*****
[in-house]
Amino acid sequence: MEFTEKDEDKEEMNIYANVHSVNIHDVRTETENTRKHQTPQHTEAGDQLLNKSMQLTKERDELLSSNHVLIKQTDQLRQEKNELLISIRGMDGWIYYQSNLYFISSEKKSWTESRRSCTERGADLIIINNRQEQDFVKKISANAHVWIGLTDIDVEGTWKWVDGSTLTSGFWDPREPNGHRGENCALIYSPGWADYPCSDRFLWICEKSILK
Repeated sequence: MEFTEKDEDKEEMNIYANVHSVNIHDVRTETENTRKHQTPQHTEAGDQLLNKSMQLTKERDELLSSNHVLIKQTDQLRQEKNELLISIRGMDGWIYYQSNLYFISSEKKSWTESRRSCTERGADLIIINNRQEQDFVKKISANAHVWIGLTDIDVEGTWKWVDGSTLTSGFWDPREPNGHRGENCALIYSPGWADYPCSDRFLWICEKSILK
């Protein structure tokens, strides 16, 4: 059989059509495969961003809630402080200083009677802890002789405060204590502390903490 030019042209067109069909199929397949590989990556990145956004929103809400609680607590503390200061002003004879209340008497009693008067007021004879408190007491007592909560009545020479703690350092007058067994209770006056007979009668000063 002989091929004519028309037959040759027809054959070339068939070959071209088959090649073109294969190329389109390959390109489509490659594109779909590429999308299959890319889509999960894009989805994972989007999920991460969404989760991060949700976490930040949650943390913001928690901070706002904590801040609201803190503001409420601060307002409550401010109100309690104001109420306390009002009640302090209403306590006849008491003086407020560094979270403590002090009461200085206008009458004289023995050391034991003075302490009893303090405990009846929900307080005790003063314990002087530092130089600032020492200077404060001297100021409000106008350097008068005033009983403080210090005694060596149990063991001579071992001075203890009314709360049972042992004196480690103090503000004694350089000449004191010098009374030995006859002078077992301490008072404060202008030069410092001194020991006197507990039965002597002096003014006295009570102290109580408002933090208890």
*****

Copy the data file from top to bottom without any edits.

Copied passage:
[in-house]
Amino acid sequence: MEFTEKDEDKEEMNIYANVHSVNIHDVRTETENTRKHQTPQHTEAGDQLLNKSMQLTKERDELLSSNHVLIKQTDQLRQEKNELLISIRGMDGWIYYQSNLYFISSEKKSWTESRRSCTERGADLIIINNRQEQDFVKKISANAHVWIGLTDIDVEGTWKWVDGSTLTSGFWDPREPNGHRGENCALIYSPGWADYPCSDRFLWICEKSILK
Repeated sequence: MEFTEKDEDKEEMNIYANVHSVNIHDVRTETENTRKHQTPQHTEAGDQLLNKSMQLTKERDELLSSNHVLIKQTDQLRQEKNELLISIRGMDGWIYYQSNLYFISSEKKSWTESRRSCTERGADLIIINNRQEQDFVKKISANAHVWIGLTDIDVEGTWKWVDGSTLTSGFWDPREPNGHRGENCALIYSPGWADYPCSDRFLWICEKSILK
């Protein structure tokens, strides 16, 4: 059989059509495969961003809630402080200083009677802890002789405060204590502390903490 030019042209067109069909199929397949590989990556990145956004929103809400609680607590503390200061002003004879209340008497009693008067007021004879408190007491007592909560009545020479703690350092007058067994209770006056007979009668000063 002989091929004519028309037959040759027809054959070339068939070959071209088959090649073109294969190329389109390959390109489509490659594109779909590429999308299959890319889509999960894009989805994972989007999920991460969404989760991060949700976490930040949650943390913001928690901070706002904590801040609201803190503001409420601060307002409550401010109100309690104001109420306390009002009640302090209403306590006849008491003086407020560094979270403590002090009461200085206008009458004289023995050391034991003075302490009893303090405990009846929900307080005790003063314990002087530092130089600032020492200077404060001297100021409000106008350097008068005033009983403080210090005694060596149990063991001579071992001075203890009314709360049972042992004196480690103090503000004694350089000449004191010098009374030995006859002078077992301490008072404060202008030069410092001194020991006197507990039965002597002096003014006295009570102290109580408002933090208890």